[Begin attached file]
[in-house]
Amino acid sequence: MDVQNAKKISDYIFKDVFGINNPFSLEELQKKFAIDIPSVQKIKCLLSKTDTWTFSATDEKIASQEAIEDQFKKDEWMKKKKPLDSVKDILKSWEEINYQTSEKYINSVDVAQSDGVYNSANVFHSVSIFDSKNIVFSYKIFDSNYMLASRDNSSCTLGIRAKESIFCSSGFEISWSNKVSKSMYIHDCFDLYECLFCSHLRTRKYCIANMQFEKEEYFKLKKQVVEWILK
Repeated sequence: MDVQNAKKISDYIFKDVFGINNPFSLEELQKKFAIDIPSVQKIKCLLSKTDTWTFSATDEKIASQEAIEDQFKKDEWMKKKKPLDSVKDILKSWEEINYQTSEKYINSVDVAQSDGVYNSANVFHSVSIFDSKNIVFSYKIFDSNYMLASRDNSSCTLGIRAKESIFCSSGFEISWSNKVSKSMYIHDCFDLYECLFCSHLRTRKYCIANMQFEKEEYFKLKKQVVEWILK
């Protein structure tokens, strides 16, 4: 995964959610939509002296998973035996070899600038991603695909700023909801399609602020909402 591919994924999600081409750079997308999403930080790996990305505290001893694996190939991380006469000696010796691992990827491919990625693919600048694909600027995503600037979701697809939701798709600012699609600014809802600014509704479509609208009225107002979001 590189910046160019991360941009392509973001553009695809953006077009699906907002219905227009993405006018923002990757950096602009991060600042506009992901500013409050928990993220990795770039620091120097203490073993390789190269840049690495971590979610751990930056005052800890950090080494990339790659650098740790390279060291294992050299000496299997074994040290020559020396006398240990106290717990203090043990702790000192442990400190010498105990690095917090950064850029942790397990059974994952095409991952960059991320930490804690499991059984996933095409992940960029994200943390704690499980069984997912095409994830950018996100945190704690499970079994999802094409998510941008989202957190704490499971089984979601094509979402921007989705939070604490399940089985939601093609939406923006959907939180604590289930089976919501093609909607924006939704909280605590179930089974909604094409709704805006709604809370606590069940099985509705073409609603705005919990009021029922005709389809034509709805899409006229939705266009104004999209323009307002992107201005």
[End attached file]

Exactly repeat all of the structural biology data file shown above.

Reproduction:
[in-house]
Amino acid sequence: MDVQNAKKISDYIFKDVFGINNPFSLEELQKKFAIDIPSVQKIKCLLSKTDTWTFSATDEKIASQEAIEDQFKKDEWMKKKKPLDSVKDILKSWEEINYQTSEKYINSVDVAQSDGVYNSANVFHSVSIFDSKNIVFSYKIFDSNYMLASRDNSSCTLGIRAKESIFCSSGFEISWSNKVSKSMYIHDCFDLYECLFCSHLRTRKYCIANMQFEKEEYFKLKKQVVEWILK
Repeated sequence: MDVQNAKKISDYIFKDVFGINNPFSLEELQKKFAIDIPSVQKIKCLLSKTDTWTFSATDEKIASQEAIEDQFKKDEWMKKKKPLDSVKDILKSWEEINYQTSEKYINSVDVAQSDGVYNSANVFHSVSIFDSKNIVFSYKIFDSNYMLASRDNSSCTLGIRAKESIFCSSGFEISWSNKVSKSMYIHDCFDLYECLFCSHLRTRKYCIANMQFEKEEYFKLKKQVVEWILK
């Protein structure tokens, strides 16, 4: 995964959610939509002296998973035996070899600038991603695909700023909801399609602020909402 591919994924999600081409750079997308999403930080790996990305505290001893694996190939991380006469000696010796691992990827491919990625693919600048694909600027995503600037979701697809939701798709600012699609600014809802600014509704479509609208009225107002979001 590189910046160019991360941009392509973001553009695809953006077009699906907002219905227009993405006018923002990757950096602009991060600042506009992901500013409050928990993220990795770039620091120097203490073993390789190269840049690495971590979610751990930056005052800890950090080494990339790659650098740790390279060291294992050299000496299997074994040290020559020396006398240990106290717990203090043990702790000192442990400190010498105990690095917090950064850029942790397990059974994952095409991952960059991320930490804690499991059984996933095409992940960029994200943390704690499980069984997912095409994830950018996100945190704690499970079994999802094409998510941008989202957190704490499971089984979601094509979402921007989705939070604490399940089985939601093609939406923006959907939180604590289930089976919501093609909607924006939704909280605590179930089974909604094409709704805006709604809370606590069940099985509705073409609603705005919990009021029922005709389809034509709805899409006229939705266009104004999209323009307002992107201005």